School districts have outlawed soda, chocolate milk, junk food of all types. They’ve added salad bars and whole wheat bread and are cutting out that staple food of teenagers everywhere, French fries. It’s a good strategy: Change the cafeteria options and, the thinking goes, you can get kids to eat better; you can put them on a life-long path to good nutrition and health.
Except. There’s one factor school districts and public health officials have failed to factor in: Food trucks that can pull right up near the school grounds and sell all those salty, sugary, banned-from-the-cafeteria junk food delights and make a nice profit to boot.
In recent years, junk food has in essence been banned from California school cafeterias on the basis of the calories, fat, saturated fat and sugar it contains. However, while you can hand a teenager fat-free turkey on whole wheat bread, you can’t make him or her eat it. According to the New York Times, so many food trucks have been showing up outside the grounds of middle and high schools in Novato in the Bay Area that cafeteria lunch sales have declined by 12 percent last year.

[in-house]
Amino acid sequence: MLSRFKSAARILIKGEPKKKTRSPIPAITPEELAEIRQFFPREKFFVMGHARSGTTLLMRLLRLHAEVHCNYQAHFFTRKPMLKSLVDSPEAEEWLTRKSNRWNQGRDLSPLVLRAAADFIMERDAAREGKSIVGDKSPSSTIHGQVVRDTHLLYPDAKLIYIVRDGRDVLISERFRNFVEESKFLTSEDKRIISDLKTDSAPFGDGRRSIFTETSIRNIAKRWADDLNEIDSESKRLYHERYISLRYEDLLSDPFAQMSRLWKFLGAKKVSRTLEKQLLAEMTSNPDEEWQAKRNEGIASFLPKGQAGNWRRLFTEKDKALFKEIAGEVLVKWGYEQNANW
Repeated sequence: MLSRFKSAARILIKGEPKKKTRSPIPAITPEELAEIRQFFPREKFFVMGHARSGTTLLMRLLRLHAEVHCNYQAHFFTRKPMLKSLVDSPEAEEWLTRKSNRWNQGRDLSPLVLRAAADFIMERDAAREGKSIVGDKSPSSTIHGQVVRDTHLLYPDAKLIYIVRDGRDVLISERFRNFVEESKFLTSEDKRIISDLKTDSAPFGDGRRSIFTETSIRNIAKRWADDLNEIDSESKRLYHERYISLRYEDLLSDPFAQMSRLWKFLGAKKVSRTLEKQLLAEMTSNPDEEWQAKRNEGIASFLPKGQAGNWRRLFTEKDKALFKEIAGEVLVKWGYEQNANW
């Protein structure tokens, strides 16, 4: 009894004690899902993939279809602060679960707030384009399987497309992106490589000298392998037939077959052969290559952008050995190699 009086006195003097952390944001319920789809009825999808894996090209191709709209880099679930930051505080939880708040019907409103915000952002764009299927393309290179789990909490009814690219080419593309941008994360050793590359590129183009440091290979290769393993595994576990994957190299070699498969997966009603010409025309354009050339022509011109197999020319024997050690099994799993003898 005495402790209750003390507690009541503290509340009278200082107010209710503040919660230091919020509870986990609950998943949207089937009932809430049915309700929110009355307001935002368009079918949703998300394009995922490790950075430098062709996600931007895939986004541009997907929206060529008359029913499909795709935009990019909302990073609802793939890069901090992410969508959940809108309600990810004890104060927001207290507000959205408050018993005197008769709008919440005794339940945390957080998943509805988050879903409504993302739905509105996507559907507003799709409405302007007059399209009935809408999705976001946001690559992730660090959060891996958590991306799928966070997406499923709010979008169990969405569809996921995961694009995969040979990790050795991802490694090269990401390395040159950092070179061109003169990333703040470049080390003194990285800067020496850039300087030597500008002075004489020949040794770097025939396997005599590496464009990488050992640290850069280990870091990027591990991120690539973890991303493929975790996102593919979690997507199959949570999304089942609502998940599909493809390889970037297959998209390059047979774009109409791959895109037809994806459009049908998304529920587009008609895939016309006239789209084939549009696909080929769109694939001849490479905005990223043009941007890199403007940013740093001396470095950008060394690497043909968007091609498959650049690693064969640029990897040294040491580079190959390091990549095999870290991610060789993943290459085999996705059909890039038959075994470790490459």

Teenagers know that the cafeteria food is better for them, but that does not mean they want to eat it. The food trucks’ bounty is “not really the most healthy choice, but it tastes better,” said Trent Eisenberg, 15, a sophomore who had bought a candy bar and chips from one of the trucks.
Rey Mayoral, the principal of Novato High, says that food truck drivers have even been paying students to save the best parking places for them.
Having observed the dietary habits and preferences of middle school, high school and college students, I have to say, the Novato school district’s food and nutrition services are fighting a losing, albeit noble, battle. Students seem quite willing to wait for their Hot Cheetos and Coke rather than have to eat what one student interviewed by the New York Times says is not “good food” (fruits and vegetables). Some 100 students line up to get their junk food lunch and the Novato school district has kowtowed to the pressure by reintroducing chocolate chip cookies to the menu. The PTA is trying to get an ordinance passed to address the situation:
About 1,000 residents have signed a letter circulated by parent-teacher associations asking Novato City Council members to “create an ordinance to prevent access of mobile food-vendor trucks within 1,500 feet” of all district schools. San Francisco already has a similar ordinance.
As 15-year-old Nathan Estrada says, such an ordinance won’t do much as he and other students “will just walk over there.”
At least they’d be getting a smidgeon of exercise.
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